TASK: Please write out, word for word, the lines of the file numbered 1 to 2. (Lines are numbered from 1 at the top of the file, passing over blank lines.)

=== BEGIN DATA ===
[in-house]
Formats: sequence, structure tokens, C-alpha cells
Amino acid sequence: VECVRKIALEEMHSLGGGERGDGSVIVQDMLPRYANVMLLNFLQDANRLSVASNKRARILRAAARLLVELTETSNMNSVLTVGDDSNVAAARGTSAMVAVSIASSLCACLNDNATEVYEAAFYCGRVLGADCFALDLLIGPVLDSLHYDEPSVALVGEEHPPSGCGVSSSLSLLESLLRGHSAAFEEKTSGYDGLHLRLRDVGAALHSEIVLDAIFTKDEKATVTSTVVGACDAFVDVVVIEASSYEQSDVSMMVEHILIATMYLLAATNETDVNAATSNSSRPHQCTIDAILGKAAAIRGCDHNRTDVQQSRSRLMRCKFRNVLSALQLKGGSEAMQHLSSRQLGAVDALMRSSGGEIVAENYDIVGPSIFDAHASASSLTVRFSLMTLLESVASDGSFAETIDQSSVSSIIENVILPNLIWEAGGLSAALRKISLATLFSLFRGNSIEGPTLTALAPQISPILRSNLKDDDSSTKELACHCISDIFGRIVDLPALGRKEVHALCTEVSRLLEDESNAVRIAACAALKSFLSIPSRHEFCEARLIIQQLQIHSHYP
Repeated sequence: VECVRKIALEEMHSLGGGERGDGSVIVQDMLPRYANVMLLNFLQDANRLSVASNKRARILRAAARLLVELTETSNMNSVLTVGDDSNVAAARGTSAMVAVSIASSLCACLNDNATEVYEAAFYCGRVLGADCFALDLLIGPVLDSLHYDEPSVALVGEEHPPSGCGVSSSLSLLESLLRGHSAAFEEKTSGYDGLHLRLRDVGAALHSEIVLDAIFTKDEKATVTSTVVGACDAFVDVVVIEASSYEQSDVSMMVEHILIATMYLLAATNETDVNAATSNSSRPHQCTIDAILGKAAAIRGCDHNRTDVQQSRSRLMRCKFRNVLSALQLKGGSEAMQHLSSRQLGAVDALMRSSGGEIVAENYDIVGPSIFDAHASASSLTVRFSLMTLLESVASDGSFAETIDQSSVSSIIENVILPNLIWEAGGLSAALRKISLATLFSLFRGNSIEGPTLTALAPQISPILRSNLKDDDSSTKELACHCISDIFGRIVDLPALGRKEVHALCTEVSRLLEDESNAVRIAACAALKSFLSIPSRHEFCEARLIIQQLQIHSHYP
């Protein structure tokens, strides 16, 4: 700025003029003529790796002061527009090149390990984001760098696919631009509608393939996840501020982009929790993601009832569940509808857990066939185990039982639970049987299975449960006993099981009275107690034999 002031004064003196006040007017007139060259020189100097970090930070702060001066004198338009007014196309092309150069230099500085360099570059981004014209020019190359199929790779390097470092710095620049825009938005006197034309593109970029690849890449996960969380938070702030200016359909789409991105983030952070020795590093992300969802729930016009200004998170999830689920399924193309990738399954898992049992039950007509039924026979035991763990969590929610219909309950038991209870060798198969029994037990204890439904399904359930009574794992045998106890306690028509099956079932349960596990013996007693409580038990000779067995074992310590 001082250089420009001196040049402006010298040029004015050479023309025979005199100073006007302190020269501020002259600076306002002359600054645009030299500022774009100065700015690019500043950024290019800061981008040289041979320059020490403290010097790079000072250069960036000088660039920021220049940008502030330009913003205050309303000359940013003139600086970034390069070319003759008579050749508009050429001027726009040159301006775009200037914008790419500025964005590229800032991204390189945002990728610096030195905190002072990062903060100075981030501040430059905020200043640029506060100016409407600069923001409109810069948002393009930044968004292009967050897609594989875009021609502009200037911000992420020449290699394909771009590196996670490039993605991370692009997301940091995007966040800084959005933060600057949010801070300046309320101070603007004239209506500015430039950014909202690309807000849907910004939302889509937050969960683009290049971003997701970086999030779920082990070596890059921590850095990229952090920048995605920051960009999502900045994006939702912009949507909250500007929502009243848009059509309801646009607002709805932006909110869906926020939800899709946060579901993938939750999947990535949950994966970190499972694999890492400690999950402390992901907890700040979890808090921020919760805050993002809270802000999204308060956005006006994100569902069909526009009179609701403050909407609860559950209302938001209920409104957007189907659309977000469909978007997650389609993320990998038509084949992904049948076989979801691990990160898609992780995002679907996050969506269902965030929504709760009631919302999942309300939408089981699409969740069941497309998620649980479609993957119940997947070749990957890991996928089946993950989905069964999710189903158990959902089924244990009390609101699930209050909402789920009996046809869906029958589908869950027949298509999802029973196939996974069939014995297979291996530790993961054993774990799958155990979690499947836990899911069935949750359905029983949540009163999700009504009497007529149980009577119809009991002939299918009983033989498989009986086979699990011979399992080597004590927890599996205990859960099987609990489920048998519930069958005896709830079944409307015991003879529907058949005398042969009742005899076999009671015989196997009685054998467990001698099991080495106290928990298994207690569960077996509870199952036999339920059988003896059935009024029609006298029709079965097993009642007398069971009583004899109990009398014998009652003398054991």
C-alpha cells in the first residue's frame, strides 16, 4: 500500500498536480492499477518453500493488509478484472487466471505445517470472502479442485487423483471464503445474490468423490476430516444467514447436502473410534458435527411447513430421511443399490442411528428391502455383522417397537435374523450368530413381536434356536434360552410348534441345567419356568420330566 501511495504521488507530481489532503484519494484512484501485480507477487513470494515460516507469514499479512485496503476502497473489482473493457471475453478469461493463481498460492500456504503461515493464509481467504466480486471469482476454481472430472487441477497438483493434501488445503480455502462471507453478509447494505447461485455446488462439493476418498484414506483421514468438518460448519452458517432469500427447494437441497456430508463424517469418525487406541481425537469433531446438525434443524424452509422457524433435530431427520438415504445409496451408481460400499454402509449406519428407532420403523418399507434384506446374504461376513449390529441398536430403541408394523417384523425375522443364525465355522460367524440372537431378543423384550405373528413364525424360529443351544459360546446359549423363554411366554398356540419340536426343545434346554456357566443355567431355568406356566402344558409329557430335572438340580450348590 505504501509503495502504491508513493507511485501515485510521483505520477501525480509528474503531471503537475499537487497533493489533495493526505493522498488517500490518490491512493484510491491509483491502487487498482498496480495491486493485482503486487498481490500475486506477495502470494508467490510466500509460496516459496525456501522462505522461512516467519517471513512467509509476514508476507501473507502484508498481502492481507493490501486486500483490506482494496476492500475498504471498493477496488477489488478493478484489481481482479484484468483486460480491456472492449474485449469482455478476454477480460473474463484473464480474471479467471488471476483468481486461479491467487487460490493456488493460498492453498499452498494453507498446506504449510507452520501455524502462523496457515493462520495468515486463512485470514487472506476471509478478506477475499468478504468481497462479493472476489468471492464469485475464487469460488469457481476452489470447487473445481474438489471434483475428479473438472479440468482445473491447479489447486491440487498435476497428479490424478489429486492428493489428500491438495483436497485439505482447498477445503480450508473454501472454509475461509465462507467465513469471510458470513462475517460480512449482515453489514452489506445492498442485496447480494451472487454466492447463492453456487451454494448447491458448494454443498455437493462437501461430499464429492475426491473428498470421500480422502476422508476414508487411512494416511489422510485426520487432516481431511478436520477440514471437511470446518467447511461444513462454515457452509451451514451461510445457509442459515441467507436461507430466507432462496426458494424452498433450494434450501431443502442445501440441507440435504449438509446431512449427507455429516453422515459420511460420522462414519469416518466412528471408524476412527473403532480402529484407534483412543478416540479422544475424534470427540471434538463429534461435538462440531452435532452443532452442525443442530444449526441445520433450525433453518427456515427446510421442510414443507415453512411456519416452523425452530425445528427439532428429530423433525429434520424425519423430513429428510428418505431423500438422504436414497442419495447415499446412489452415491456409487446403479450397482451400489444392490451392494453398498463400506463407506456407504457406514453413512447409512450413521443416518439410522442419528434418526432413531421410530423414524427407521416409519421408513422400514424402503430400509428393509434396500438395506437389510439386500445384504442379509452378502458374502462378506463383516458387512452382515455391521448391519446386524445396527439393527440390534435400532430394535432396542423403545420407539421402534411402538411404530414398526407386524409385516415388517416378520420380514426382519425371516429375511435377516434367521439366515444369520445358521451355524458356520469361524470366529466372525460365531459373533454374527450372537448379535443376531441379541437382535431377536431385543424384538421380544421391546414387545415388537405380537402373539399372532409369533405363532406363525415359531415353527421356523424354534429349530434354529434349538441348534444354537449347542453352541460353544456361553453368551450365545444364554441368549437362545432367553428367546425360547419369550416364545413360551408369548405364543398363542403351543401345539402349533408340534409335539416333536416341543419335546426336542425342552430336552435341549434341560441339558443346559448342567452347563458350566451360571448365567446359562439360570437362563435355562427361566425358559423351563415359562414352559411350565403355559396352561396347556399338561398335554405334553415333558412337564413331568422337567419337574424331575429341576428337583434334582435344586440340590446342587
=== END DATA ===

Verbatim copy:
[in-house]
Formats: sequence, structure tokens, C-alpha cells